The weeks are starting to get busier, and our enemies are drawing near.
Today is a venture into the wars we lead against the rodents, bugs and other pests that lay waste to our good veggies. And know that, not two years ago, I was carrying bugs out of my classrooms at school to let them free outside. But this is a whole different situation, and our crops and my paycheck on the front lines.
Within three weeks of my arrival this season, flea beetles had laid waste to our first mesclun planting. They riddle brassicas leaves, like our kale, mizuna, tatsoi and arugula, with these little holes. It doesn’t affect the taste or sanitation of the plants – we are still taking coolers of mesclun to market – but the greens look shot full of holes, and regrowth is pretty slow/nonexistent. Our second planting is under rowcover and hopefully will survive another onslaught.
CPBs, or the neat-looking but deadly Colorado Potato Beetle, are already tromping through our tomatoes, but have thankfully not hurt our potato crop…yet. I remember being a kid and pulling these critters out of our swimming pool, but at the larval stage they can seriously destroy leaf growth and way more as an adult. I still apologize to each bug as I squish it between two rocks, but at a point, when there are so many that we are sweeping them off the plants, I will have overcome my tree hugger mentality.
Cucumber beetles have not arrived yet, but we are anxiously awaiting their arrival and have covered our summer squash in row cover. These guys not only cause physical plant damage to plants and stems, but also carry a wilting disease that wipes out plants beds. Then, as if that’s not bad enough, their larvae tunnel into the ground and eat plant roots. You can’t catch a break with these guys.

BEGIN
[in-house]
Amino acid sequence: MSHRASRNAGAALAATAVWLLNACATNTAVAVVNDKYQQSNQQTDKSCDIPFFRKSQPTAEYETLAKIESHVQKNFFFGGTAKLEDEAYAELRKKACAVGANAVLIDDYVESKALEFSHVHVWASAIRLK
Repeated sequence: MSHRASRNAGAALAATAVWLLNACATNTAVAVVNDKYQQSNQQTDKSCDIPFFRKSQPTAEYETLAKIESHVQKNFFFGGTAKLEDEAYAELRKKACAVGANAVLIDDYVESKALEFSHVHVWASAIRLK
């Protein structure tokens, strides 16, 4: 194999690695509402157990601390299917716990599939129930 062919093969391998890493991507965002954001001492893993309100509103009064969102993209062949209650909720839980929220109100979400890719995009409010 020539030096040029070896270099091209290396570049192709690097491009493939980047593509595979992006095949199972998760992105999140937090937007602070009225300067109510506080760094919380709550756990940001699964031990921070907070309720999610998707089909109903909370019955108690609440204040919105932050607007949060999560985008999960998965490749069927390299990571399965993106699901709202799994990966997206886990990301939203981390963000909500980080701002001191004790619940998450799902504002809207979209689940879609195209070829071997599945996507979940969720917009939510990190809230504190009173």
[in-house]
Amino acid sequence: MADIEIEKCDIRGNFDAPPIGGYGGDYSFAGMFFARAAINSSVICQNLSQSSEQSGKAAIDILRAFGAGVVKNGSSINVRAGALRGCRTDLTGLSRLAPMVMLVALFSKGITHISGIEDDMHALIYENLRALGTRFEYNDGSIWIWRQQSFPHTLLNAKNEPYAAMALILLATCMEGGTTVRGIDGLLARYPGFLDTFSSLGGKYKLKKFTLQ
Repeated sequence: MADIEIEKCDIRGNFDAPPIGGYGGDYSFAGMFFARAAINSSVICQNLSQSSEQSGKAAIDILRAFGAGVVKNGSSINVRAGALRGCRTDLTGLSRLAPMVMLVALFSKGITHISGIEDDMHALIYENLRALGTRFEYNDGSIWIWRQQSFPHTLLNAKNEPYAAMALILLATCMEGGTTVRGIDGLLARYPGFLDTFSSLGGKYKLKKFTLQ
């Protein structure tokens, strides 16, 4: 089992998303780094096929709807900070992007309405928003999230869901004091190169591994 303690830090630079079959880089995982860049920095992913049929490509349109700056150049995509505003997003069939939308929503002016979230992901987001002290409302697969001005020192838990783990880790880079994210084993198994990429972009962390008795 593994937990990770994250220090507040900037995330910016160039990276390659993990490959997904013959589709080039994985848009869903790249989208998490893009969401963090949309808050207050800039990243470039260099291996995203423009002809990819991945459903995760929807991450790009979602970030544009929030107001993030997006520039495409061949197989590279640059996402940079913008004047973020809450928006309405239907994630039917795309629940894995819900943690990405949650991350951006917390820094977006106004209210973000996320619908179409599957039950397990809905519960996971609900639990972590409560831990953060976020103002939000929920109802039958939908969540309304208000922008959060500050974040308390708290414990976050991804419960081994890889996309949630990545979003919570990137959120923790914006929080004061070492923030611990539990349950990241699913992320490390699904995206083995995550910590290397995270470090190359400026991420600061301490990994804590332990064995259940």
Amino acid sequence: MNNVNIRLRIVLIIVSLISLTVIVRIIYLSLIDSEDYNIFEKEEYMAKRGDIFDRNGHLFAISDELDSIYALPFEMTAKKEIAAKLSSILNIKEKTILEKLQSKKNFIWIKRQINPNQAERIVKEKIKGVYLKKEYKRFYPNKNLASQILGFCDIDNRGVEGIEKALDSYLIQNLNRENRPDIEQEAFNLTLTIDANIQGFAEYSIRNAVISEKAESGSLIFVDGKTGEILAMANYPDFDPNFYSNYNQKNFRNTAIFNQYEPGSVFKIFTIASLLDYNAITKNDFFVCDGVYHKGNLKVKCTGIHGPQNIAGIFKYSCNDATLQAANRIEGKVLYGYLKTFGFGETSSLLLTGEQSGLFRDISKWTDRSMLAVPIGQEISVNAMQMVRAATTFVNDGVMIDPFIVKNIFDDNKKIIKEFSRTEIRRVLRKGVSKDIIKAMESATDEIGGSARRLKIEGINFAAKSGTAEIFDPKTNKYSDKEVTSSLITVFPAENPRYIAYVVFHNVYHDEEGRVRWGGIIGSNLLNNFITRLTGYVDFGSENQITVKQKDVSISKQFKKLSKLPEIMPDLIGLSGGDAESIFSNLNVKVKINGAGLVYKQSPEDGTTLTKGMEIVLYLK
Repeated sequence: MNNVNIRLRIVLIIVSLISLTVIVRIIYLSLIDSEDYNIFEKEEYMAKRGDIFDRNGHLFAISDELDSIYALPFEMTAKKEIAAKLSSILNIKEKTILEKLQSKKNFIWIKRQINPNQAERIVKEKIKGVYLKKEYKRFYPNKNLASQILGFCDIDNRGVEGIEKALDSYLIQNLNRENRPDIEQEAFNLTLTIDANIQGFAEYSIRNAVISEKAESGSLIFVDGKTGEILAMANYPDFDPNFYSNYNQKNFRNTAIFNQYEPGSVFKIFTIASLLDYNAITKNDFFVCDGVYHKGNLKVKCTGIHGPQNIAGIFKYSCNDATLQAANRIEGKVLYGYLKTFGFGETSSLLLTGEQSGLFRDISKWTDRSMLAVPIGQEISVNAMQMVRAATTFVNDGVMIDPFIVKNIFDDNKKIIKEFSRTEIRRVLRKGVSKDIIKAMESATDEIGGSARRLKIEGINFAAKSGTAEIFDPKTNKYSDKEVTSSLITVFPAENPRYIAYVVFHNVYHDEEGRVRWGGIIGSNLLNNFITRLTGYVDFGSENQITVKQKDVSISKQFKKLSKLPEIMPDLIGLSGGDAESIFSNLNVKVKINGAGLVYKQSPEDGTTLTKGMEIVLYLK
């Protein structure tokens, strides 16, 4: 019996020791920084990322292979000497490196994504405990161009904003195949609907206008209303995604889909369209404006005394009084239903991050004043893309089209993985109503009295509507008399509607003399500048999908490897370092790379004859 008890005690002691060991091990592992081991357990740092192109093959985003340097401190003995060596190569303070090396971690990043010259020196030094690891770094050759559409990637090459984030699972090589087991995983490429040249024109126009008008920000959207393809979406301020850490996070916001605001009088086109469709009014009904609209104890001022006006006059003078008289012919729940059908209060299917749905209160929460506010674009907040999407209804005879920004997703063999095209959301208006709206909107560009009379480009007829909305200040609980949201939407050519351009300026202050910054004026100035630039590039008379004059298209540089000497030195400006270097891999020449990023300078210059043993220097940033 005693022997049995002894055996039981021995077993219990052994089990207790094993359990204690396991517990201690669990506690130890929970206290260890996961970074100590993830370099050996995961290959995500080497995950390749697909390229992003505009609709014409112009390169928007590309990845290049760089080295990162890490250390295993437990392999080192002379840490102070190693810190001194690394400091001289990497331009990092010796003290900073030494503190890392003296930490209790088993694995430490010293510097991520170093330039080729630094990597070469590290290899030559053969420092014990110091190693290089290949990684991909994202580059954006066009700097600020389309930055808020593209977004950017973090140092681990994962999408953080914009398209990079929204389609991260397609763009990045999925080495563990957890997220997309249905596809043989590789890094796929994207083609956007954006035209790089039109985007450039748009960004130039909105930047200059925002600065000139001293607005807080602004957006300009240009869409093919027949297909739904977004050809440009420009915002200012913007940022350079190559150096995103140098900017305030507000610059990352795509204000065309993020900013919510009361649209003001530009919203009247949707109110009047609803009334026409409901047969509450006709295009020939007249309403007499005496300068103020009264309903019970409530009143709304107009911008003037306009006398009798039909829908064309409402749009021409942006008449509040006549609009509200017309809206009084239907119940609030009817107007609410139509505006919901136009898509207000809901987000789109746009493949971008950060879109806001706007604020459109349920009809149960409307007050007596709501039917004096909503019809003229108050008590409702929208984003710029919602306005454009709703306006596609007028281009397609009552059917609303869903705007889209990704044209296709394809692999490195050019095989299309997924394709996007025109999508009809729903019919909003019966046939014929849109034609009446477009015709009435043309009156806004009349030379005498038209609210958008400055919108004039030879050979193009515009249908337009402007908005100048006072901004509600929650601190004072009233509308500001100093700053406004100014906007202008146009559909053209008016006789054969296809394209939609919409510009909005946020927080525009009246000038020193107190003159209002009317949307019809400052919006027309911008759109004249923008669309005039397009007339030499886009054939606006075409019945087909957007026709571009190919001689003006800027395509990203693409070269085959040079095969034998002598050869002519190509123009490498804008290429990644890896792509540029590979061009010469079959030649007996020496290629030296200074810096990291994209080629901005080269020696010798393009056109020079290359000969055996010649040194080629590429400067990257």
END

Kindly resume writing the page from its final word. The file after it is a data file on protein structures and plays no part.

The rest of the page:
Matt sprayed the eggplant with PyGanic mixed with fish emulsion to wipe out all the different bugs that want up on our black beauties. PyGanic is an organic pest control,so it won’t kill big things like possum, but it wipes out all the bugs and knocks the plant back considerably in the process, so you supplement with the fish emulsion. The possum facts is relative and I would invite anyone interested to research on their contribution to this ecology.
Deer. Rabbits. Chipmunks. Groundhogs. Yeah, I think they’re cute and lovely and all those things, but now that they are eating everything from my hardening off trays and out in the herb beds, and in the lettuces, they’re nothing but a hassle. We’ve mounted ten foot deer fencing and the deer still climb under. I just pieced together some netting for one of our hardening off tables –we’ll see if it works. And last week the guys set a crazy trap for a groundhog that was wasting our mesclun – and we got him.
Another discouraging note – the damp, wet weather up here is hurting us considerably, and has taken shape as a minor plague through one of our garlic fields. We are getting white rot on our bulbs in the center of one of our fields, and though this is apparently something that lives in the soil, the murky conditions of southern New York right now are helping it spread. We’ve lost maybe a hundred plants so far, which is not much in comparison to how much we’ve grown but is still distressing in terms of profit margins.
There are certainly more pests, methods of protection and other wars to wage on the farm, but this is where we are right now. So keep your eyes out and your ears to the ground, and together we’ll defend the farm.